When the time comes to apply to university, you’ll no doubt be thinking about how you will pay for it.
For most, the answer is a Student Loan, a great solution, but one you need to fully understand as it can impact you for a good portion of your working life.
One of those crucial things you need to understand is how to repay a student loan. And that’s what we are here for!
This blog will answer the all-important question and a whole host of others that relate to Student Finance.
What plan are you on?
The first thing you need to understand when looking at paying back student loans is what “plan” you are on.
If you started uni between September 2012 and July 2023 and were a resident of England you’ll be on Plan 2. For those starting in August 2023 and a resident of England, you will be on the newly created Plan 5. Finally, those who are a resident. Of Wales and started uni after September 2012, you will be on Plan 2.
Got it? We’re glad someone does!
If not, check out the Government website for full breakdowns here.
How much do you earn before repaying student finance?
Another question that is “plan” dependent, so we’ll try to lay it all out as simply as possible.
For those on Plan 2; you’ll start paying once your annual salary is in excess of £27,295.
For those on Plan 5; you’ll start paying once your annual salary is in excess of £25,000.
How much will i be repaying?
Once again, this depends on which plan you are on, and also how much you earn (we know we sound like a broken record, sorry!).
The tables below will give you an approximate estimation of the payments you can expect to make.
PLAN TWO – REPAYMENTS (data correct as of May 2023)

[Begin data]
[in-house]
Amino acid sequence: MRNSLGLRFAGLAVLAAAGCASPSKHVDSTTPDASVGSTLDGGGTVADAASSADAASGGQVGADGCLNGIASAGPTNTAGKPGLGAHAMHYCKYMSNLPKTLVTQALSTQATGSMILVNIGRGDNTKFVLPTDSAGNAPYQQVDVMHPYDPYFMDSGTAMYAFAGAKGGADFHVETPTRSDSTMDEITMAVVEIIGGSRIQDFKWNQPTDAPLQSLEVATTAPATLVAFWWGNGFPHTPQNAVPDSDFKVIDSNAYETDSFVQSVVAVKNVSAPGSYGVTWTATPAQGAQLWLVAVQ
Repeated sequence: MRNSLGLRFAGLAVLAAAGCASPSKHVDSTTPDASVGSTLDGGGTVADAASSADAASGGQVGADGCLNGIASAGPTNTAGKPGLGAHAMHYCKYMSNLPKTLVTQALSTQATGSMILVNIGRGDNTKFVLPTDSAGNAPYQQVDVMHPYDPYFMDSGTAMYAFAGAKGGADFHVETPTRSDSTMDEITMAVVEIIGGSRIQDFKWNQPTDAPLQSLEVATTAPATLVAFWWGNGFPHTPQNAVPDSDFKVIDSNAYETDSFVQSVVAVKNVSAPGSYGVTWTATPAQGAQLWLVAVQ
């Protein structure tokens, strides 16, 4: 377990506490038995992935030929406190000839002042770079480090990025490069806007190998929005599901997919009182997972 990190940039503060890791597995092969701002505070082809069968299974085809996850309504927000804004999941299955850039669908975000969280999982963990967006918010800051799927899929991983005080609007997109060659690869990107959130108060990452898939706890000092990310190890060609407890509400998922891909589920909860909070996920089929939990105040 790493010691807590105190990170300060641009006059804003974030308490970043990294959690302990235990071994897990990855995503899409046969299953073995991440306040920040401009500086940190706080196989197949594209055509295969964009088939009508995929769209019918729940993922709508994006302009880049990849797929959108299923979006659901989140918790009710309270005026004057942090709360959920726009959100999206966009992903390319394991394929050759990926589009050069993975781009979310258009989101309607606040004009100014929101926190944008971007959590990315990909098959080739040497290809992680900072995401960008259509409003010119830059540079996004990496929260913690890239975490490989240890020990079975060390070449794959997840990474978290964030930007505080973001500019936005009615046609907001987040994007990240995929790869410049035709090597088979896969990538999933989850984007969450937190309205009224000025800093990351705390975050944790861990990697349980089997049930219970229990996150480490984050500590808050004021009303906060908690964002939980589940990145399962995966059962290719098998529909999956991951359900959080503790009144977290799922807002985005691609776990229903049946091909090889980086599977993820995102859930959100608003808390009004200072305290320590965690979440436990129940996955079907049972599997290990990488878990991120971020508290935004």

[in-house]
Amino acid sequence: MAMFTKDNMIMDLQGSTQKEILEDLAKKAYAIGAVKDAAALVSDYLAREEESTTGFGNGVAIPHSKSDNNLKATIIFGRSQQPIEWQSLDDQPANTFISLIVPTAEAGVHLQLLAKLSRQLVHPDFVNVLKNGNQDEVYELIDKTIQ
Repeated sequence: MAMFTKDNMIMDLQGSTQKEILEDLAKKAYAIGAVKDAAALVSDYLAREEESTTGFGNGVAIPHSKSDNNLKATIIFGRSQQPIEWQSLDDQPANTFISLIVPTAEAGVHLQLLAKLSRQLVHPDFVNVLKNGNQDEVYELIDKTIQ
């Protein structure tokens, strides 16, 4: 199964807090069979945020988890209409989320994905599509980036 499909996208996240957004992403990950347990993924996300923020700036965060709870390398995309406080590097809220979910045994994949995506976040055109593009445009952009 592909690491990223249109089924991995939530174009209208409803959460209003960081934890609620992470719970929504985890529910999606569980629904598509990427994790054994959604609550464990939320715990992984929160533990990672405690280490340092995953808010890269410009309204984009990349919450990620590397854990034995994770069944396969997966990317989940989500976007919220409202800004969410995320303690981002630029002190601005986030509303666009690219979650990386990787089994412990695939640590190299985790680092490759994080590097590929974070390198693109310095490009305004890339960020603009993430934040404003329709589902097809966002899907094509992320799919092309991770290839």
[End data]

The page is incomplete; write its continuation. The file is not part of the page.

|Annual Salary||Monthly Repayments|
PLAN FIVE – REPAYMENTS (data correct as of May 2023)
|Annual Salary||Monthly Repayments|
Probably not as much as you think, right?
Well, this is because you only repay the money you earn once you’ve reached the threshold. So if you earn £30,000 on plan two, student finance is not interested in the first £27,295 you make. They only care about the £2,705 above the threshold, and “charge” you 9% of that excess in repayments.
What do I have to do?
This is the answer you will like… Nothing! Well, this is as long as you are paid by PAYE. Don’t worry, this isn’t another acronym to try and confuse you – it just means you work as an employee and pay tax and national insurance through the Pay-As-You-Earn scheme – the alternative to this is being self-employed where you need to submit a tax return (you will know if this applies to you).
The ONLY time you’ll need to do anything is if you move abroad.
Isn’t it bad to be in debt?
Student Finance is not like other kinds of debt. First of all, it is automatically taken from your salary, which means you can never miss a payment. Student loans also have no impact on your credit score – something that is vitally important for later life when it comes to applying for loans and mortgages.
What happens if I don’t earn enough to pay back my loan?
As we said earlier, a student loan isn’t your typical loan so you can get the image of debt collectors banging down your door asking for repayments out of your head.
Once you start earning enough, you’ll automatically start paying. If you ever have to take a pay cut and dip below the amount, don’t worry, the payments will automatically stop…
If this does happen, don’t panic, you don’t need to catch up for the months you were not repaying.
Student loans also get written off after a certain amount of time – this means the debt effectively gets forgotten and you no longer owe any money, no matter how much is still outstanding. This happens after 30 years on Plan 2, and 40 years on Plan 5.